Ruggie guidelines stir debate
In 2008, the UN Human Rights Council extended Special Representative John Ruggie’s mandate on business and human rights. Among other things, the Council asked Mr. Ruggie to identify “concrete and practical recommendations on ways to strengthen the fulfilment of the duty of the State to protect all human rights from abuses by or involving transnational corporations.”
Financial Transaction Tax feasible, says report
The Leading Group for Innovative Financing for Development, an inter-governmental organization gathering 55 member states, released a report on 16 July announcing the feasibility of taxing financial transactions. The report, commissioned by 12 of the group’s member states, was conducted by a team of international financial experts and focuses on foreign exchange transactions. The report finds that as currency transactions between banks are processed via high–security international systems, which collect a per transaction fee on interbank exchange, it would be relatively easy to implement a foreign exchange tax into the system. The report calculates that introducing a small tax of 0.005% would generate USD$33 billion per year, which could be used to finance development activities such as poverty reduction and sustainable development.
Mr. Steve Tvardik
Head, Export Credits
Organization for Economic Cooperation and Development
Dear Mr. Tvardik,
Thank you for the opportunity to provide comments on the on-going review of the Sector Understanding on Export Credits for Renewable Energies and Water Projects (Sector Understanding) by the Participants to the Arrangement on Officially Supported Export Credits (Participants).
We have outlined our comments starting with our overall concern about ECA financing of fossil fuels and then following this up with specific inputs to sections of the Sector Understanding. It ends with a short conclusion bringing together the main issues to concentrate on.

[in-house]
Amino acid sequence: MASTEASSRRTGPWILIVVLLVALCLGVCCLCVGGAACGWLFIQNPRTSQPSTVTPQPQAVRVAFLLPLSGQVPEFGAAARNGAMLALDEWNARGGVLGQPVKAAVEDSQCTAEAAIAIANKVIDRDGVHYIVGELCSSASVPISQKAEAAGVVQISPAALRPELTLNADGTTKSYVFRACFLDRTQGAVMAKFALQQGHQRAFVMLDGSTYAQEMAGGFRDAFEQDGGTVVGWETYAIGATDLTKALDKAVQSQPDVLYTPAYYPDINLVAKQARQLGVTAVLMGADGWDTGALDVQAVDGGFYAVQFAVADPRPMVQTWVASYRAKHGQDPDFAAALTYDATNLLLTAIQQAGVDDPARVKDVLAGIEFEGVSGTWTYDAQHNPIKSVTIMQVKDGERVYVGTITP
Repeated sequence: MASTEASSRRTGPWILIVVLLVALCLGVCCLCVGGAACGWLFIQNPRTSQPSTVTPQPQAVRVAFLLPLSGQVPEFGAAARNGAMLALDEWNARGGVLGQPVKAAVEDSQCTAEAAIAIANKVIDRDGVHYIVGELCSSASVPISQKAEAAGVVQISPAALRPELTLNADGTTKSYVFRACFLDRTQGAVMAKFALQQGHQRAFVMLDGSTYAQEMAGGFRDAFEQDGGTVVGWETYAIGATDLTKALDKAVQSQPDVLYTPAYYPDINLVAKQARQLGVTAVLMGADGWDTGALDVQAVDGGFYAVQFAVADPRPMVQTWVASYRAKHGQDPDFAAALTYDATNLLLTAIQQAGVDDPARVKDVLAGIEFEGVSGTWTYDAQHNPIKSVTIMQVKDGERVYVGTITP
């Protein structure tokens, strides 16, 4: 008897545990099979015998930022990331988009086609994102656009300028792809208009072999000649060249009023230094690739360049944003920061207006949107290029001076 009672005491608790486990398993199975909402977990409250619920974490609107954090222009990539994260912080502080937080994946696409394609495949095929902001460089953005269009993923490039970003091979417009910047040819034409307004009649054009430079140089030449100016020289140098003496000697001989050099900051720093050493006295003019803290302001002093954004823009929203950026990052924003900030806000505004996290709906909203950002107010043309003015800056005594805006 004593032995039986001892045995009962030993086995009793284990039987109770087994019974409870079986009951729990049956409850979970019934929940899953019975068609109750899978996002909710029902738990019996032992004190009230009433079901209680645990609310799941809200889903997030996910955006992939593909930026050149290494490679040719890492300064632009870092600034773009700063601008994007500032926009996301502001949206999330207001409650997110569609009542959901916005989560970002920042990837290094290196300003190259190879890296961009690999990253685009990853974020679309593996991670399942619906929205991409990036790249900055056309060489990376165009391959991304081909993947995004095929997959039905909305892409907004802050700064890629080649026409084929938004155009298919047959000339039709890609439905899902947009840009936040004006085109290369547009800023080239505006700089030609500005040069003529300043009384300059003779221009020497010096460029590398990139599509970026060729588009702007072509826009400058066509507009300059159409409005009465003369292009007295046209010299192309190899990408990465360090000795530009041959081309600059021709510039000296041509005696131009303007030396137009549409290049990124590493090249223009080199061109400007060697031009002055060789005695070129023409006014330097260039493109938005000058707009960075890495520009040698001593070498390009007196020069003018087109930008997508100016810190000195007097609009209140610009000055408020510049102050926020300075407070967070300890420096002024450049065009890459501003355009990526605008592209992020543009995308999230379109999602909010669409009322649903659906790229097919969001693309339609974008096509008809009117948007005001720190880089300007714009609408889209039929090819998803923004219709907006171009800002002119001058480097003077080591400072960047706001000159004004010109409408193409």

Overall Issue: The need to end fossil fuel financing
Government accountability bill returns to the House
On March 3, the Governor General will open a new session of Parliament, ending the recess created when the Harper government prorogued the previous session in December. All legislation that was under consideration at that time was extinguished, with the exception of private members’ bills, which return to the House, unscathed. These bills begin anew at whichever stage of the legislative process they had reached before the plug was pulled on Parliament.
CSOs push for Common Approaches revamp
Members of the Organisation for Economic Co-operation and Development (OECD) are currently reviewing a 2007 Council Recommendation regarding export credit agency (ECA) operations. The Recommendation on Common Approaches on the Environment and Officially Supported Export Credits (Common Approaches) is a “gentlemen’s agreement” that seeks to establish a level playing field regarding ECA environmental practice. CSOs argue that the Recommendation’s impact is undermined by the lack of effective accountability mechanisms to ensure consistent and effective application by member governments.
OECD, Export Credit Division, Trade Directorate
2, rue André-Pascal
Paris Cedex 16 - France
Brussels, 12 January 2010.
Further to your letter of December 2009, you will find below the elements that ECA-Watch and Amnesty International would like to see addressed and revised in the review of the 2007 Revised Council Recommendation on Common Approaches on the Environment and Officially Supported Export Credits (Common Approaches). We believe that the 2010 Common Approaches Review must consider these issues in order to improve ECA standards and practices and to meet the objectives set out in the Recommendation.